Ailurophiles and Inglenooks.

This list by linguist Robert Beard has been making the rounds for ages; as someone who loves words, I always take a moment to scroll through whenever I see it on a blog or Tumblr feed. Recently, I looked for interviews with Beard to find out what exactly makes a word beautiful - turns out, it's simple: "It's the sound and the meaning and the way they fit together," he tells Bucknell University. 

He likes petrichor ("the smell of earth after rain") and gossamer and lagoon; personally, I'd add alphabet and lollipop and kaleidoscope. What words do you love?

Find Bucknell's interview with Robert Beard, here

More words: 
-Completely accidental - and often very beautiful - haiku.
-A blog devoted to "strange and lovely words" (like jentacular, which means "relating to breakfast.")


  1. Chatoyant is pretty amazing.

    I like 'cinnamon'. :)

  2. Thats so beautiful... the first word means "cat-lover" and this exactly what Bambi and I are...
    so nice...

    if you like to meet our really wonderful cat lasagna...
    just check this out:

    He was the inspiration for our own blog!

    Love from sunny Germany and the fatcatconnection

  3. This is a lovely list!! Thank you, I hadn't seen it!

  4. love this. my faves: chatoyant, lissome, opulent. and i would add to the list: milk, billow and cadence.

  5. Love all of these words, and it's definitely hard to pick a favorite! It would be so fun to create illustrations of the words so that they represent the meaning :)
    thanks for sharing!

  6. Oh I love words! Right now my favourite word is an Italian verb used in the imperative form (assecondela! indulge it!) In English I've always liked loquacious and audacious and allegory and incandescent and indolent and serendipity (all except the last have Latin roots). It's not surprising that so many of these lovely words are essentially Latin. I speak French and Italian (my husband is Italian). Having a solid vocabulary of words that exist in English but that are not necessarily in common parlance comes in handy to communicate when I don't know the exact word in Italian (usually I can just add an extra vowel at the end or change a vowel and that will do, e.g., bucolic is bucolico; effervescent effervescente; furtive is furtivo (in fact a theft in Italian is a 'furto'); indolent is indolente, etc. One of my favourite words in French is "un souci" (a worry) from which insouciance is derived (insouciant is also used in French).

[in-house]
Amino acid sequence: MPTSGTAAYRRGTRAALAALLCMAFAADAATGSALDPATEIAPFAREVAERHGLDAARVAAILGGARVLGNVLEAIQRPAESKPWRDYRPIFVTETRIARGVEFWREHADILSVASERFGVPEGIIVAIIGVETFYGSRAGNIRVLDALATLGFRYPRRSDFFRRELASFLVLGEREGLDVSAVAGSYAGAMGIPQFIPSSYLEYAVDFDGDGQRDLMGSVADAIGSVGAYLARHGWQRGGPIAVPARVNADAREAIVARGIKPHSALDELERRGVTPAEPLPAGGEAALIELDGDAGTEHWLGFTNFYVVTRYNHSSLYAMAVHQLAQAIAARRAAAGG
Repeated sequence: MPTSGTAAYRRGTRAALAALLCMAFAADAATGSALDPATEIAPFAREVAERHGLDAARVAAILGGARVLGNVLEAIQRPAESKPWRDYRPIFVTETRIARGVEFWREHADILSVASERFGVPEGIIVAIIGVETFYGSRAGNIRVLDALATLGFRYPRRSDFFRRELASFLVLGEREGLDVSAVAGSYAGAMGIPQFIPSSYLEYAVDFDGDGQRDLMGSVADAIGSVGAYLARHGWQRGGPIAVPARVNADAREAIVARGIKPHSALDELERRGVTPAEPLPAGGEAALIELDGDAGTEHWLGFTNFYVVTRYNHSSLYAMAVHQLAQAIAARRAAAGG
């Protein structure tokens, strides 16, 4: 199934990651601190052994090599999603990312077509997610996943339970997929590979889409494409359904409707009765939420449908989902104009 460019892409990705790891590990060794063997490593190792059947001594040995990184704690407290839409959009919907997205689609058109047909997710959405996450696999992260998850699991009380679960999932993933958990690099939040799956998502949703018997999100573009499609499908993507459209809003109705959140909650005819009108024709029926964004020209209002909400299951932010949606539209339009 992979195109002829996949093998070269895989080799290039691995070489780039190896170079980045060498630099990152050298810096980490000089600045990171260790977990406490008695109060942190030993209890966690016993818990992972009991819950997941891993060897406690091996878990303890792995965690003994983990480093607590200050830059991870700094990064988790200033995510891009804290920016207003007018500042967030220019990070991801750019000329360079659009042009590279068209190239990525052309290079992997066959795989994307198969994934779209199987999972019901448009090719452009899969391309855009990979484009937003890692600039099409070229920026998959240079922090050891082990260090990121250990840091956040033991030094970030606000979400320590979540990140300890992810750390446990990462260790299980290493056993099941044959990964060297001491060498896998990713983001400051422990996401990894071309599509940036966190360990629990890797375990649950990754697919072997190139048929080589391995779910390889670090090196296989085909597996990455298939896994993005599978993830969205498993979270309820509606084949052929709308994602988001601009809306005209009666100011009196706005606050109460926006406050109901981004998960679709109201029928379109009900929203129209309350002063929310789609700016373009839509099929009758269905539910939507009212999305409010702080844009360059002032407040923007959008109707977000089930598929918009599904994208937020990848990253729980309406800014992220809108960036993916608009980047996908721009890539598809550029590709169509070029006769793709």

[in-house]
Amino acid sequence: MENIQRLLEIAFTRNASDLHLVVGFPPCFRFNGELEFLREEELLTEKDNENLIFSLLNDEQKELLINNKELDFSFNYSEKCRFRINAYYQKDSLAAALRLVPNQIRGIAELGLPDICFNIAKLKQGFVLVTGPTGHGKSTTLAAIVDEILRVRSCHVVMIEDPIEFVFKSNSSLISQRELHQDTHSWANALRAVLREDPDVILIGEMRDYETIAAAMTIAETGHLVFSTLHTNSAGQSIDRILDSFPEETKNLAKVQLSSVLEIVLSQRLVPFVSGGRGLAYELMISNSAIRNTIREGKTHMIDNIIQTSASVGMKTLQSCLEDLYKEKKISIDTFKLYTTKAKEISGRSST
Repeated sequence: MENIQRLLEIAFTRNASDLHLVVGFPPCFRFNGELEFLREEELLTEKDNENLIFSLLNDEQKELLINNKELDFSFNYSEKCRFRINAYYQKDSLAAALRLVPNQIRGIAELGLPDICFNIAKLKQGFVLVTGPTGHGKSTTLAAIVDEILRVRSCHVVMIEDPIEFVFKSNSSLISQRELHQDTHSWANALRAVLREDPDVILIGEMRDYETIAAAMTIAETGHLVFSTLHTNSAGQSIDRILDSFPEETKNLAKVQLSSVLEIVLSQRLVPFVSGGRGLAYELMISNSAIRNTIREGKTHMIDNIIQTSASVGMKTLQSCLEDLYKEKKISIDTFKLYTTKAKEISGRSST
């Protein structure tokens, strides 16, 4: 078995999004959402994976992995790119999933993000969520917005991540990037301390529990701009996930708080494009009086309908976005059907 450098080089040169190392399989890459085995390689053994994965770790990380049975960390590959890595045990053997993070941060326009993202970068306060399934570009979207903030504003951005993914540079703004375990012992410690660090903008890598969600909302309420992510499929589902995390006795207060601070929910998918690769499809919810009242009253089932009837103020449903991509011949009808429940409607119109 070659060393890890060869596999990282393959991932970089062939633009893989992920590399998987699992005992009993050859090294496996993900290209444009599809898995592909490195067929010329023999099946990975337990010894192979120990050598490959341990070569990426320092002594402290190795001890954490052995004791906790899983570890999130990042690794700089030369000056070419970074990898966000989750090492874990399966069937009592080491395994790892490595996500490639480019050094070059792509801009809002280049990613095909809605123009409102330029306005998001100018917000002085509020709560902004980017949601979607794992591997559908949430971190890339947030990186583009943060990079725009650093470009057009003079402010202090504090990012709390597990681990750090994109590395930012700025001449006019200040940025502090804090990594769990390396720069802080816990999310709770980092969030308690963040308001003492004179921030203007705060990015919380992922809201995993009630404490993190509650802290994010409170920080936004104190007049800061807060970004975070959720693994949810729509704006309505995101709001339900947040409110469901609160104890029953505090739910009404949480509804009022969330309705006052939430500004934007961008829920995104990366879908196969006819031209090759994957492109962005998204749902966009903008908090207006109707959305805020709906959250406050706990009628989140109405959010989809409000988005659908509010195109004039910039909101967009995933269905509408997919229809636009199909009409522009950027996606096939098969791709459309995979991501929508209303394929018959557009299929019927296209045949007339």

7. Camila, "cinnamon" is such a good one :)

    Sarah, Lasagna is adorable!

    Max, billow, yes.

    Chloe, it would! Such a great idea.

  8. Steph, I love it all! Your entire comment made my inner word nerd so happy :)

  9. ooh it was fun reading everyone's favourite words, I'd only be cheating by stealing other - need to find my own :)

  10. That first list of words has so many good ones! I think I've just realized as I read those words that my obsession with British television and movies and in particular period shows/films has much to do with the words they frequently use. It's just romantic and fun to listen to. I like poppycock, honey, lovely and darling, too.

  11. Thanks, Shoko. I am completely, madly passionate about words and always enjoy yours!

  12. that actually makes sense. i have always loved words for their sounds and when they match what you have in mind as a meaning for them it is perfect!

  13. I love this list! I'm so taken with wafture; I had no idea it was a word. I've always loved perpetuity, lilt, effusive, and gadzooks :-)



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